The 20th and 21st centuries have seen Catholics draw closer to the Bible, the revealed Word of God. During the pontificate of Benedict XVI there was almost an explosion of emphasis on Scripture study, a resurgence of biblical preaching, a serious consideration of what it means to be an evangelical Catholic and lectio divina. In my opinion, it was Benedict XVI who gave critical attention to the sacred Scriptures in the calling of the Synod of Bishops on the Word of God coupled with the concretizing the Church’s programatic direction with the publication of Verbum Domini (2010).
This initiative of the ABS is yet another great example of the place we Catholics need to have for the daily praying with God’s word, and the study of the historical text. As the preparatory commission for the Synod of Bishops on the Word of God stated about the complexity and beauty of the sacred text viz. our salvation in Christ Jesus,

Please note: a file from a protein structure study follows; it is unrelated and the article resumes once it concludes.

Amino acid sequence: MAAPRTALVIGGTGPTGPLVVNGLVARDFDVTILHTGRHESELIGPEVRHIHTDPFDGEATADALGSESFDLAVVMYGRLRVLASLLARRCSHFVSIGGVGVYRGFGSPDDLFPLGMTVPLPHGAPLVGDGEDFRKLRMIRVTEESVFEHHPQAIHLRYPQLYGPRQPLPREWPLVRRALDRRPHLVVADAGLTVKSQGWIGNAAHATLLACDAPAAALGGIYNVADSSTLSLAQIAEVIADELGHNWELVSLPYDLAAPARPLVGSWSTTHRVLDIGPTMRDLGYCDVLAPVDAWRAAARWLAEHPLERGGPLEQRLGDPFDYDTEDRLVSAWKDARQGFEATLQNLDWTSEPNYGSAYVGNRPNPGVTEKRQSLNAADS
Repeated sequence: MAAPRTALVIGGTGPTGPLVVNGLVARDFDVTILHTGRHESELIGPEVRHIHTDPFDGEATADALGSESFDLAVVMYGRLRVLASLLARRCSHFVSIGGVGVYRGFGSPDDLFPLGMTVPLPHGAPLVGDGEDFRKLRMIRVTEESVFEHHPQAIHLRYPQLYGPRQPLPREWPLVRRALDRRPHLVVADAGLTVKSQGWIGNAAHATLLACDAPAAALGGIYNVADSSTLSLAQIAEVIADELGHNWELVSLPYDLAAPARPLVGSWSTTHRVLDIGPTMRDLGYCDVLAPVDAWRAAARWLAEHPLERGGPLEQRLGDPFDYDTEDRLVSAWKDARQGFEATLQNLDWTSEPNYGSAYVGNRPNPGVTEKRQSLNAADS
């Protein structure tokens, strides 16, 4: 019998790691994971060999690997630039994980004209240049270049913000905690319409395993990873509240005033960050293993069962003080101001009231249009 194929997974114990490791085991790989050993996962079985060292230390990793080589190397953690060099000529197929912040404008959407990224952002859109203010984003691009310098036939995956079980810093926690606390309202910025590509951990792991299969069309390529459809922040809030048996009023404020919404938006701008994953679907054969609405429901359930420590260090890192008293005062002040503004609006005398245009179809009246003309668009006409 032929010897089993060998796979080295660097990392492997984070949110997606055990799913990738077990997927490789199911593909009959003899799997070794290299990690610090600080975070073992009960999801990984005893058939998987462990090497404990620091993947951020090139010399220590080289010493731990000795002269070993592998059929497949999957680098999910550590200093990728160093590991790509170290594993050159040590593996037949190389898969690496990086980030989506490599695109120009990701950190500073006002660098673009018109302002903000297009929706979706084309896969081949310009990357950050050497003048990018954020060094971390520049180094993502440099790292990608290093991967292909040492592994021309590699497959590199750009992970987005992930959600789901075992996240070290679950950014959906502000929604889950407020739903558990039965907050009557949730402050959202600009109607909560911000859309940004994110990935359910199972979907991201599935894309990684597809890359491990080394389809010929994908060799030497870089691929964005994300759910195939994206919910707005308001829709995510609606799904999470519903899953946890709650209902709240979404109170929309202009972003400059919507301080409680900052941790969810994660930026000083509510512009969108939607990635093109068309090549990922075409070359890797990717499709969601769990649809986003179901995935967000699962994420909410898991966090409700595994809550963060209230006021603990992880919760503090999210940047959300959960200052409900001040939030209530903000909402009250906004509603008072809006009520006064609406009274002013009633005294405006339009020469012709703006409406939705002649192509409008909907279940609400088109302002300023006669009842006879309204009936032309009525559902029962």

Pastorally speaking, this truth requires an understanding on how to gather, in an analogous way, the various meanings of the Word of God in the faith of the Church, as seen in the Bible. In the Scriptures, Jesus Christ is shown to be the Eternal Word of God, which shines forth in creation, is given a historical character in the message of the prophets, is fully manifested in the Person of Jesus, is echoed in the voice of the apostles and is proclaimed in the Church today. In a general sense, the Word of God is Christ-the-Word, who, through the inspiration of the Holy Spirit, is the key to all interpretation. “The Word of God, who was in the beginning with God, is not, in his fullness, much talk or a multiplicity of words; but a single Word, which embraces a great number of ideas (theoremata), each of which is a part of the Word in its entirety… and if Christ refers us to the Scriptures in testifying to himself, it is not to one book that he sends us to the exclusion of another, but to all, because all speak of him.”Thus, continuity can be seen in diversity.